Not only does this post serves as a little nip of knowledge, it’s also my official declaration of a lockout.  A lockout from what you say? Glaze, a former favorite lunch spot.  After further inspection, I learned the reason for their B rating was live roaches and mice.  So, Glaze, unless you can give me what I want, a clean restaurant, I’m walking out.

Wanna know how you can check your favorite restaurants? Click here.  Be forewarned, you might be upset with the results, since it’s basically the same as Facebook stalking your boyfriend to find out if he is cheating on you.

Sunday Lazy Sunday

I love waking up on a Sunday knowing that I have nothing to do but go to brunch. This hybrid meal takes on activity status for a reason.  If done correctly, brunch can last the whole day.  Whether you spend the entire day eating and drinking or spend the entire day in a food coma slash drunken stupor is entirely up to you. We all know who the Bite-Sized Blonde in the food coma is…

One of my favorite places to brunch is Peels in the East Village.  This adorably quaint restaurant is totally unassuming.  Don’t get me wrong, this place exudes that cool factor.  Case in point: the heaps of hipster customers.  But, that’s not why this place is cool.  This restaurant, known for their baked goods, turns out amazing breakfast, lunch and their love child, brunch.

Peels is as popular as it is delicious and cool.  So, you should expect a wait. But, it’s well worth it.  The baked goods sell quickly, so make sure to order them as soon as you sit down! I made the mistake of waiting to order the monkey bread until after we ate brunch, and I was SOL when I was told they were sold out!

Here are some things you shouldn’t miss:  The Fried Chicken Sandwich and The Roasted Tomato Benedict.   The Fried Chicken has a crunchy and salty exterior. Cushioned by a soft potato roll and complimented by tangy pickles and shredded lettuce, this sandwich is irresistible.

If the words Roasted Tomato Benedict don’t turn you on, then maybe it’s time to do a little soul searching.  These beautifully cooked eggs sit on top of homemade biscuits.  These doughy biscuits are still warm when they are covered in basil and roasted tomato hollandaise.  So simple, yet to elegant.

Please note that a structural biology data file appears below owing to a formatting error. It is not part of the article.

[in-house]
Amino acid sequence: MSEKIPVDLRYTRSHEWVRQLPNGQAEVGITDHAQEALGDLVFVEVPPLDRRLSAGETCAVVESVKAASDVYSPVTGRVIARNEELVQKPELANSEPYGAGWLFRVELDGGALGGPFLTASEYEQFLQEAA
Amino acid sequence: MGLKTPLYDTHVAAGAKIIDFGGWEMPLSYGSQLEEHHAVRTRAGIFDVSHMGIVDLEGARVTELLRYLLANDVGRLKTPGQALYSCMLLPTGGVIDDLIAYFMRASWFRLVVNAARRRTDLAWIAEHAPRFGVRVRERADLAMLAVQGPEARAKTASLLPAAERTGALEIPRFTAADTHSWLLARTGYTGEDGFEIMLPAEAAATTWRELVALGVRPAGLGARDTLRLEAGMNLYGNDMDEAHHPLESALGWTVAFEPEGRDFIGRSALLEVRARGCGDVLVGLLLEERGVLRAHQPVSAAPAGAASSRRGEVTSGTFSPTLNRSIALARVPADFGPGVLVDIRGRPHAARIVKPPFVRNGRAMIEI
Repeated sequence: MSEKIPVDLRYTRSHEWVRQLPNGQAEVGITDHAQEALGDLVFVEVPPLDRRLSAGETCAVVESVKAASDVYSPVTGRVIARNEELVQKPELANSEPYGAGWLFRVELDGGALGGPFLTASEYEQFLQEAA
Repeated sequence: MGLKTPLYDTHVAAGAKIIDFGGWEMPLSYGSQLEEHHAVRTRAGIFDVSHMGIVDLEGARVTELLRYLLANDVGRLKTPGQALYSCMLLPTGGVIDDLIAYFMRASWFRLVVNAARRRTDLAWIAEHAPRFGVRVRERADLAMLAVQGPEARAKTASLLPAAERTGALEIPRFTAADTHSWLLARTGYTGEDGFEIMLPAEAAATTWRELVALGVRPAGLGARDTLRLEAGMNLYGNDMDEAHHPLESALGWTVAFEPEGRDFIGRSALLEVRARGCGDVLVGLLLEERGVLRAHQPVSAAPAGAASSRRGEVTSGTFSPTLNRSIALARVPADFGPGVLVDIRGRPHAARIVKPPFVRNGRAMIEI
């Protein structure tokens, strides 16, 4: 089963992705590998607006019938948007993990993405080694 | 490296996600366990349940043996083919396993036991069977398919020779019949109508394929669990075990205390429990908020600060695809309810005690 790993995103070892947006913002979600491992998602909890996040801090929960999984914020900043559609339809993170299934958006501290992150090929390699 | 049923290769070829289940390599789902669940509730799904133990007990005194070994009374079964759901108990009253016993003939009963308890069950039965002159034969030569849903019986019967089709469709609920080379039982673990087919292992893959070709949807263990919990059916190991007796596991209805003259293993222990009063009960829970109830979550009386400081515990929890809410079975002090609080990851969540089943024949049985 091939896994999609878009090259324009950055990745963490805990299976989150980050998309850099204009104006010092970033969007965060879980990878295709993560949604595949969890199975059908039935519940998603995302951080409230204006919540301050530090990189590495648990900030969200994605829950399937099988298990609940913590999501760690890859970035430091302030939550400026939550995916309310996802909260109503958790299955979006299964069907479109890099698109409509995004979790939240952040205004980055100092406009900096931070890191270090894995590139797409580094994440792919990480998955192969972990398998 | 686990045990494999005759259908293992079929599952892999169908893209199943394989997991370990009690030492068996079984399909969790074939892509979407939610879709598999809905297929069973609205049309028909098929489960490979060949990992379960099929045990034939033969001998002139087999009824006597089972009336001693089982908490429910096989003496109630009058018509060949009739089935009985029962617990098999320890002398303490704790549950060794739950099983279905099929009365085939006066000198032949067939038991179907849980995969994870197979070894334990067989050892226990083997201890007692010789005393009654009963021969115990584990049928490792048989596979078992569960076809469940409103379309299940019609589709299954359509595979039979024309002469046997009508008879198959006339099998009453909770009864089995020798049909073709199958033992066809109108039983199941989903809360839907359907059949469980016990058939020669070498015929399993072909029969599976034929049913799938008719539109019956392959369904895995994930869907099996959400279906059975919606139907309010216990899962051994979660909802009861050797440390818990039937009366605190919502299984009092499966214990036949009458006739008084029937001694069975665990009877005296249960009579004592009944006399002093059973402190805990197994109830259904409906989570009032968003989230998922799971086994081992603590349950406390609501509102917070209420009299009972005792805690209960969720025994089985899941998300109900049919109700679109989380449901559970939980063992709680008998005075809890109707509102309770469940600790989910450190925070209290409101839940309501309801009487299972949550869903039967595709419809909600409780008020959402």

And now for the money shot…

oh yea…that’s good.

Food is everything to me, but a close second is caffeine.  A great cup of coffee has the potential to change a day, just like a bad cup of coffee is essentially a recipe for a bad mood.  The cappucinno at Peels is rich and earthy.  Better just tell the waitress to keep em coming.  Like I said, brunch is an all day activity and you’re going to need your strength.

325 Bowery (Corner of 2nd St.)
New York City, NY 10003

The Crème de la Crème

Have you ever thought about having crème brulee for breakfast? And I don’t mean have you ever dreamt about it, because that’s an obvious YES.  I mean, have you ever really thought about it?  I have.  And what I have decided is this: it’s totally a reasonable breakfast, and I’m not currently high on sugar.

Here’s my rationale.  Yogurt is kind of similar to the crème in crème brulee.  Sure, it’s a stretch, but the truth is, it’s creamy.  Greek yogurt is tangy though, not sweet, which is why it’s the perfect base for this breakfast.  Combined with the sugar that gets bruleed, it’s a marriage made in heaven.  By adding fruit to this dish, it’s also a well balanced meal.   Dessert for breakfast that can also be breakfast for dessert.  Brilliant!  This is so good, easy and quick, you will be wondering why you never made this before.  Did I mention that you use a torch to make it? Awesome, right? I know.  Oh, and the best part, this is under 300 calories!

Breakfast Crème Brulee
1 6 oz. cup of Greek Yogurt 0%
2 strawberries, sliced
1 tbsp. strawberry preserves
1/4 cup of light brown sugar

Add the strawberry preserves to the bottom of a 3 inch ramekin. Place the strawberries in an layer on top of the preserves. Add the yogurt and top with the sugar.  Then, bust out your awesome torch and carefully burn the sugar so it melts to form a sweet, crunchy layer.  Serve and enjoy!